Plaintiff also attempts raise an inference of discrimination surrounding his termination from the fact that he was replaced by someone outside of his protected class. *fn18 (Pl. 56.1 Cntrstmt. ¶ 114.) See D'Cunha v. Genovese/Eckerd Corp., 479 F.3d 193, 195 (2d Cir. 2007); Zimmerman v. Assocs. First Capital Corp., 251 F.3d 376, 381 (2d Cir. 2001); De la Cruz v. N.Y. City Human Resources Admin. Dep't of Social Serv., 82 F.3d 16, 20 (2d Cir. 1996). Though sufficient for the de minimis standard of the prima facie stage, this, without more, is insufficient to show support a finding by a jury that the Defendant's explanation for the termination is false. See Tilghman, 312 at 189.

B.Defendants' Legitimate Non-Discriminatory Reasons

Against Plaintiff's claims, Defendant has clearly carried its burden of demonstrating legitimate, nondiscriminatory reasons for Plaintiff's termination, satisfying the second prong of the McDonnell Douglas framework. The defendant's burden is "one of production, not persuasion." Reeves, 530 U.S. at 142. At this stage, the court is not to pass judgment on the soundness or credibility of the reasons offered by defendants, so long as the reasons given are "clear and specific." Mandell v. Cnty. of Suffolk, 316 F.3d 368, 381 (2d Cir. 2003) (citation omitted).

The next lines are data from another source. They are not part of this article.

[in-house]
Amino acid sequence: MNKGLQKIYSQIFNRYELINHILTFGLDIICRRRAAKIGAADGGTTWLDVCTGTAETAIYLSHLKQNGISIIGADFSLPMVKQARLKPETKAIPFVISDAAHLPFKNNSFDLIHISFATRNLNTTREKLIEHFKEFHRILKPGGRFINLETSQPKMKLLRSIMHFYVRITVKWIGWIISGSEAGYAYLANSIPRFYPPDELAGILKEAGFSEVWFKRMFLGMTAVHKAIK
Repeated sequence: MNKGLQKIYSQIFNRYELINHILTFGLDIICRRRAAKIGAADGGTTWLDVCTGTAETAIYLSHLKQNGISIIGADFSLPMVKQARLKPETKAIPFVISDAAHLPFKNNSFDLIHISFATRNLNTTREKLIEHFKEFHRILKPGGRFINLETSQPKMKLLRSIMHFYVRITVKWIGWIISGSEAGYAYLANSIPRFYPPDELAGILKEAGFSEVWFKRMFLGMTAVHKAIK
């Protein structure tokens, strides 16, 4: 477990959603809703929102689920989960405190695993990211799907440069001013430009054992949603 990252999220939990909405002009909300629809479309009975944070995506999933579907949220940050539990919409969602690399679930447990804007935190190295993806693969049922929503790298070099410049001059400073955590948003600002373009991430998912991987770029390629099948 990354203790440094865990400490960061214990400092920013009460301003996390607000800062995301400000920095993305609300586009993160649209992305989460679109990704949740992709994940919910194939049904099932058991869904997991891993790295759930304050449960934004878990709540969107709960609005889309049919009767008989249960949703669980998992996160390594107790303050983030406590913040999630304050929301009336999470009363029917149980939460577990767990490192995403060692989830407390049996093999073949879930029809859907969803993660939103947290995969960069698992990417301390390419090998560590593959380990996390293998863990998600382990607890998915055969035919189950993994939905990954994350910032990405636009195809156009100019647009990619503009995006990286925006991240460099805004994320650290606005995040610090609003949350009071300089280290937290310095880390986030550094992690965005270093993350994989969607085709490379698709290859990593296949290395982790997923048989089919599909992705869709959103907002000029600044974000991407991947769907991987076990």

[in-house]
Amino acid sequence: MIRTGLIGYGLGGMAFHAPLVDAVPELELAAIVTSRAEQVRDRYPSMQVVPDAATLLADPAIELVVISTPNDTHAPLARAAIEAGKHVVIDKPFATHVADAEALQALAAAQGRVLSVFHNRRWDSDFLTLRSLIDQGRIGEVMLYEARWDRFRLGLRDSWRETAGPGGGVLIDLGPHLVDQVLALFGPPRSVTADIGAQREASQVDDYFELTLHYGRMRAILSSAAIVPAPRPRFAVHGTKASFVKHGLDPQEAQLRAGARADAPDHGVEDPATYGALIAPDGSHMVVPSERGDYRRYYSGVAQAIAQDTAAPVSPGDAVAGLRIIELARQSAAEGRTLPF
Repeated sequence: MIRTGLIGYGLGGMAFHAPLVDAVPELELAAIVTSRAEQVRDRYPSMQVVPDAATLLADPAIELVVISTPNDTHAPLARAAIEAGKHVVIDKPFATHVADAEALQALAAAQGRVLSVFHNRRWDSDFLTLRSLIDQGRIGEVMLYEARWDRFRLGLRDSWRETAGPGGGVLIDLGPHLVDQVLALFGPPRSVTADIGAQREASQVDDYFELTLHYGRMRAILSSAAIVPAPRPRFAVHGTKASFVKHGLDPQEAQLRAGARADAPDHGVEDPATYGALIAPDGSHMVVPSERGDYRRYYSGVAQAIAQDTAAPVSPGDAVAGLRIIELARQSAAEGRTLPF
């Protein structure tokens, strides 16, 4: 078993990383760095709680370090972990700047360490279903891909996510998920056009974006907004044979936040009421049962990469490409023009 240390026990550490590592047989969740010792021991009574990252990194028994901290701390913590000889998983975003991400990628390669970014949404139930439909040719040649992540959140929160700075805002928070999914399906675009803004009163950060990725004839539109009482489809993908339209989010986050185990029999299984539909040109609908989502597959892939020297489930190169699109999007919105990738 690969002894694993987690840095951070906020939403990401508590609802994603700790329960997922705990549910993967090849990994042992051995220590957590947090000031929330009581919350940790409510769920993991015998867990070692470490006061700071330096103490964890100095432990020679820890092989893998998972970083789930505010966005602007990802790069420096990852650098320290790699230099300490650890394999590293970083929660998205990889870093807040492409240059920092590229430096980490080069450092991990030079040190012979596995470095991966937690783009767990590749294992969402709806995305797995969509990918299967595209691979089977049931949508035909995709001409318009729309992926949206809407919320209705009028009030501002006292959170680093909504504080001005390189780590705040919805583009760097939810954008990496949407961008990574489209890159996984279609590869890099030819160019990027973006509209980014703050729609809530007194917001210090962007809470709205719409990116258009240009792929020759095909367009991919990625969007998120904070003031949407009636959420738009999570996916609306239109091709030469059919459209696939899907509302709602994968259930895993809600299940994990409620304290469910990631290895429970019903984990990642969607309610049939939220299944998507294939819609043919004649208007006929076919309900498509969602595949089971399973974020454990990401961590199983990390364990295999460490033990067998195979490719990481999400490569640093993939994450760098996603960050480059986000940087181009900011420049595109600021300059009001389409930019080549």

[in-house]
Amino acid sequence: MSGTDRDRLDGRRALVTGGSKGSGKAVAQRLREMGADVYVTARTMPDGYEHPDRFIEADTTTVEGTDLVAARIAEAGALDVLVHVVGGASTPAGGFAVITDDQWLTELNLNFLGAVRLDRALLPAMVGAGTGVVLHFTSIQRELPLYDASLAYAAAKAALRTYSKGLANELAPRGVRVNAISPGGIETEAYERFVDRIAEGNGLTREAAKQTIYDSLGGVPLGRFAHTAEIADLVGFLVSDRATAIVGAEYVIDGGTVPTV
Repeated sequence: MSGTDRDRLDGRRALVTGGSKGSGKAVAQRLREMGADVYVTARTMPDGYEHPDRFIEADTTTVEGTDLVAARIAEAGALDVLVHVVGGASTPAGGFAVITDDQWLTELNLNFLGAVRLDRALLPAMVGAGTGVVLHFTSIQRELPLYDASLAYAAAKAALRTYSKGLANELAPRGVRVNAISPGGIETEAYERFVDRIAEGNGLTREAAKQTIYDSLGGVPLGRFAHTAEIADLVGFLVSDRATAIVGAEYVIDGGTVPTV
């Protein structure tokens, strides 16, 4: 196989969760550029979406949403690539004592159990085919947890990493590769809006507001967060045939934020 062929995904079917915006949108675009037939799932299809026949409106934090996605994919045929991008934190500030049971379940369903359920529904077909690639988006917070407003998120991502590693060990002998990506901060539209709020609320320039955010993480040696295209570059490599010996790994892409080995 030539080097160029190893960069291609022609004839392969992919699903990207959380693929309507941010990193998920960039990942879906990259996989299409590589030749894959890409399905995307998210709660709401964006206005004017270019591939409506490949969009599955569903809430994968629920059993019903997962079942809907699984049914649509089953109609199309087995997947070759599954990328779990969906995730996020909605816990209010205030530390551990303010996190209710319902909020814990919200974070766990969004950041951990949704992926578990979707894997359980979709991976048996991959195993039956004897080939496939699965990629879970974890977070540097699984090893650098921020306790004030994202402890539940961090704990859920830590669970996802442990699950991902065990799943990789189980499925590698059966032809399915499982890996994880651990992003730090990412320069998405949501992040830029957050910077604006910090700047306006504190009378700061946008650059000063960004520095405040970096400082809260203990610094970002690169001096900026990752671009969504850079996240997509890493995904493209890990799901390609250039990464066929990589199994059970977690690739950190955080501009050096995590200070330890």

Defendant has shown that Plaintiff's unsatisfactory rating was based on four unsatisfactory lesson evaluations. (See Def. Decl. Exs. S, U, W, X.) Without echoing every reason for the unsatisfactory ratings, the Court notes that the comments given by the Principal and Vice Principal were well within the ambit of legitimacy; for example, they cited such issues as absenteeism and tardiness by Plaintiff, playing games with no educational value, students using an unauthorized website indicating a lack of supervision on the part of Plaintiff, Plaintiff's use of a potentially inappropriate film, excessive allowance of free time, a lack of a prepared lesson, and a failure to use math manipulatives and art supplies. (See id.) Indeed, unless performance standards are set in bad faith, Plaintiff's subjective disagreement with these standards is irrelevant to his discrimination case. See Thornley v. Penton Publ'g, 104 F.3d 26, 29 (2d Cir. 1997). Plaintiff does not dispute these absences or the lack of supervision evidenced thereby; rather, he objects to the lack of constructive criticism in the evaluations and explains his absences. (Pl. 56.1 Cntrstmt. ¶¶ 63-65.) Defendant further points to the problems with teaching Plaintiff had prior to the formal evaluations (see Def. 56.1 Stmt ¶¶ 17, 20), and to issues related to scoring errors made by Plaintiff. (Id. ¶ 25; Def. Decl. Ex. V.)*fn19